By Muvija M
(Reuters) - Britain's FTSE 100 held firmly at its six-month high, marking a strong finish to the week as better-than-expected U.S. jobs data eased fears of a global economic slowdown while the pound weakened on growing Brexit jitters and lifted exporters.
The blue-chip index advanced 0.6 percent, outshining its European peers and recording its biggest weekly gain in two months, while the midcaps rose 0.2 percent as weakness in the local currency capped gains.
Oil majors Shell and BP surged over 1 percent, tracking a rise in oil prices over fears that an escalating conflict in Libya could disrupt oil supplies from the OPEC member. [O/R]
Miners followed suit, with a 0.8 percent rise as they found their support in higher Zinc prices.
The FTSE 100 was already cheery as international companies rose on expectations that a China-U.S. trade dispute could be nearing an end, with President Donald Trump saying a deal could be reached in about four weeks.
Financial heavyweights with a larger exposure to Asian markets, such as HSBC and Prudential, were among the biggest boosts.
The blue-chips, which earn 70 percent of their profits in the U.S. dollar, got a boost from sterling, which weakened as doubts mounted over British Prime Minister Theresa May's attempt to further delay Brexit.
May wrote to Brussels asking to delay Britain's EU exit date until the end of June to allow lawmakers to agree a withdrawal deal, but Donald Tusk, who chairs EU summits, has proposed a longer postponement of one year.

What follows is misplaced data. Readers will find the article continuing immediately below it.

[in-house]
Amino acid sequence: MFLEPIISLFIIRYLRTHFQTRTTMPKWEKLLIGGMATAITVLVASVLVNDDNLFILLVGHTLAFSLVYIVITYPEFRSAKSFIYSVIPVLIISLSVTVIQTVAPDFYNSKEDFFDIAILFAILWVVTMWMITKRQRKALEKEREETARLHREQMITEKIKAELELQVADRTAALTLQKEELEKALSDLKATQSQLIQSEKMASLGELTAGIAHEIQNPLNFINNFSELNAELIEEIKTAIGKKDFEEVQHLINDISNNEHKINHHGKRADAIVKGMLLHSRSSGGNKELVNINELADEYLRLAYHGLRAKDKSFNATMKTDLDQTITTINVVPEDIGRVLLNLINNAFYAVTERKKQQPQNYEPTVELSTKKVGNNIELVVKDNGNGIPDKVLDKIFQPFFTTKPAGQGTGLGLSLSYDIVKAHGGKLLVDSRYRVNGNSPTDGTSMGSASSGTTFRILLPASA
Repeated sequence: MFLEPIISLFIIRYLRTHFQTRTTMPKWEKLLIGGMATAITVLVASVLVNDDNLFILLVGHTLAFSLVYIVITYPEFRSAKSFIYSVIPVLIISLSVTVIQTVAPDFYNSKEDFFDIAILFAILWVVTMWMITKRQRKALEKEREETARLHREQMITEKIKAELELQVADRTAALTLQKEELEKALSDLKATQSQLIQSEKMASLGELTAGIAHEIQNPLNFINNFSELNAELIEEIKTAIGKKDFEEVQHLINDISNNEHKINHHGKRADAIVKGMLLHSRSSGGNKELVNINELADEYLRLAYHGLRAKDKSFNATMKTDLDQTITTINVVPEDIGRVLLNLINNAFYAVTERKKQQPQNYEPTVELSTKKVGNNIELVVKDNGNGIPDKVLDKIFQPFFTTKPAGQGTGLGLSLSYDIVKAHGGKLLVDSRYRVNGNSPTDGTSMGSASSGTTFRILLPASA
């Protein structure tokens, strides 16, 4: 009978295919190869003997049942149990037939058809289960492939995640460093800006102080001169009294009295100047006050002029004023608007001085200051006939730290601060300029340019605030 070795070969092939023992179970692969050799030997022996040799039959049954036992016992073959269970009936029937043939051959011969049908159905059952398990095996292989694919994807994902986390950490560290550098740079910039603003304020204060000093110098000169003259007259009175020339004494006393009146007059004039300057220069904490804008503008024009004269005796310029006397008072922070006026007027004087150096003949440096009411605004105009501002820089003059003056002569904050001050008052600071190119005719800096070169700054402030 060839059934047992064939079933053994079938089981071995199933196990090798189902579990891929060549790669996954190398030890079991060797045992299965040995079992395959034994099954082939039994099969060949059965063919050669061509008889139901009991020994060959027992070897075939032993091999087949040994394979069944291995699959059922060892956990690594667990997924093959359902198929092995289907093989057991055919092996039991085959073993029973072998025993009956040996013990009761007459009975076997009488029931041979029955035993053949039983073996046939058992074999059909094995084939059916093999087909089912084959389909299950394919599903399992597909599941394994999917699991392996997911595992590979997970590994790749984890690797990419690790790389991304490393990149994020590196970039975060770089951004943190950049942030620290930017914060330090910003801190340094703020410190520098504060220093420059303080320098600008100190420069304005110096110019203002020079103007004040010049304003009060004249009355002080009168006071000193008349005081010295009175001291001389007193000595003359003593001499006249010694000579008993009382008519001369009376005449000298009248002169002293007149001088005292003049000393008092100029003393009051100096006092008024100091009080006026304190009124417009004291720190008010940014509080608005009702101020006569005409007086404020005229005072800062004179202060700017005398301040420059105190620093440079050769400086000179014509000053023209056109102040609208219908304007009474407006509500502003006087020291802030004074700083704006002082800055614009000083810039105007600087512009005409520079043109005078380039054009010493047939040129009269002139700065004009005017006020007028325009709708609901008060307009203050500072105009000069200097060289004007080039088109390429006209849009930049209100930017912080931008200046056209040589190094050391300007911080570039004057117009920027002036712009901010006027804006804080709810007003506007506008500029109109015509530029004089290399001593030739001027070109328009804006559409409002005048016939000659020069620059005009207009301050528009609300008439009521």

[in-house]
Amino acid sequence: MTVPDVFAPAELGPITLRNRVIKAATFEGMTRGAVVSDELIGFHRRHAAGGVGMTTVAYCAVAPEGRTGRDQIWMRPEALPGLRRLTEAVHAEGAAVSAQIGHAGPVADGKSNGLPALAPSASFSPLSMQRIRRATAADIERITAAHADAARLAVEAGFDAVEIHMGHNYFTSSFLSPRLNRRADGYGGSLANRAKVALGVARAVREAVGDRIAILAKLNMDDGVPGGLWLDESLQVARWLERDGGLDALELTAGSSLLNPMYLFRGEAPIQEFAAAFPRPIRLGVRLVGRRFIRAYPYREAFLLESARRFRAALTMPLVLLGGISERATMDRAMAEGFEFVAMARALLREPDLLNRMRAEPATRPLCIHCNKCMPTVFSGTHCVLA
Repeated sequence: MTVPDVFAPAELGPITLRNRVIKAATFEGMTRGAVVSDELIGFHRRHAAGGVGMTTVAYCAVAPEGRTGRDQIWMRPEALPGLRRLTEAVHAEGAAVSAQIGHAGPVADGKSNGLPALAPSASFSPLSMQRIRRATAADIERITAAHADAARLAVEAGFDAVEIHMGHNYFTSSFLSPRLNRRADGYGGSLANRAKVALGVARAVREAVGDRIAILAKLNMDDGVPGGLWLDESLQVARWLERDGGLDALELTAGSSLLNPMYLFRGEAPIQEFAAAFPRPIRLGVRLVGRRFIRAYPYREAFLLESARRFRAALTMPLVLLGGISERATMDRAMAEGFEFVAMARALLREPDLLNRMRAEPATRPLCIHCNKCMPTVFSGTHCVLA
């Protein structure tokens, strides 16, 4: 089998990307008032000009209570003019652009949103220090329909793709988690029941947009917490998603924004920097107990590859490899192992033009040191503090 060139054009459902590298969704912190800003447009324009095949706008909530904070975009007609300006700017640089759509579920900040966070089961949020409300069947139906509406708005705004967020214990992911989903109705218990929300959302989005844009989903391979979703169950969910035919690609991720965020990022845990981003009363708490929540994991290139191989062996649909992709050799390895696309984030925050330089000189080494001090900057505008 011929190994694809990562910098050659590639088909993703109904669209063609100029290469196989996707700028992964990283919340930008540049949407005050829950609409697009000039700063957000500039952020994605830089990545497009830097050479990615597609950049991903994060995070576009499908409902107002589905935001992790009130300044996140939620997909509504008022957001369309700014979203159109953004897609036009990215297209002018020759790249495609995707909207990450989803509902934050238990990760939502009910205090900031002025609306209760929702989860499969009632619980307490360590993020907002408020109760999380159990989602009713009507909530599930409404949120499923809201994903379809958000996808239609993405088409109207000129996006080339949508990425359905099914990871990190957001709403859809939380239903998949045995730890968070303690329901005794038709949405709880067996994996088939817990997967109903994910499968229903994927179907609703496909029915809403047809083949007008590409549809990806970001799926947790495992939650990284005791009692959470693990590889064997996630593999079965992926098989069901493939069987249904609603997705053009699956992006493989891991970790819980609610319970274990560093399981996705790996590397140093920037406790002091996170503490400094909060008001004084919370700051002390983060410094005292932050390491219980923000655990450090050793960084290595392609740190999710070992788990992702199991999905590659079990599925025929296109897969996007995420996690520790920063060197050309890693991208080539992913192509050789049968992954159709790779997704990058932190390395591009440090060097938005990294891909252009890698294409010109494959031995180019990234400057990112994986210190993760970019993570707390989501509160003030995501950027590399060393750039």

Dublin's main index, considered a gauge of Brexit fears, jumped 1.1 percent to levels not seen since October.
"Irish stocks were under pressure recently and it has been overly priced in that a no-deal Brexit is going to happen. I think it is more of a relief rally for Irish stocks," CMC Markets analyst David Madden said.
A sour spot on the UK markets were housebuilders, which slumped 1 percent after data from mortgage lender Halifax showed that house prices dipped last month. Prices have been under pressure as Britons have held back on buying homes due to Brexit uncertainties.
The price drop "was an unpleasant reminder to the sector over what is at stake, and potentially a tease for a nastier drop if the UK does crash out of the European Union without an agreement in place", Spreadex analyst Connor Campbell said.
The sector has lost 2 percent since the UK voted to leave the EU in 2016, heavily underperforming a 17 percent gain in the FTSE 100 over the same period.
Among midcaps, power generator ContourGlobal jumped 7 percent after hiking its dividend for 2018, while Funding Circle slumped 8 percent after saying it plans to close its listed fund Funding Circle SME Income Fund.
(Reporting by Yadarisa Shabong and Muvija M; additional reporting by Samantha Machado in Bengaluru; Editing by Alison Williams and Ed Osmond)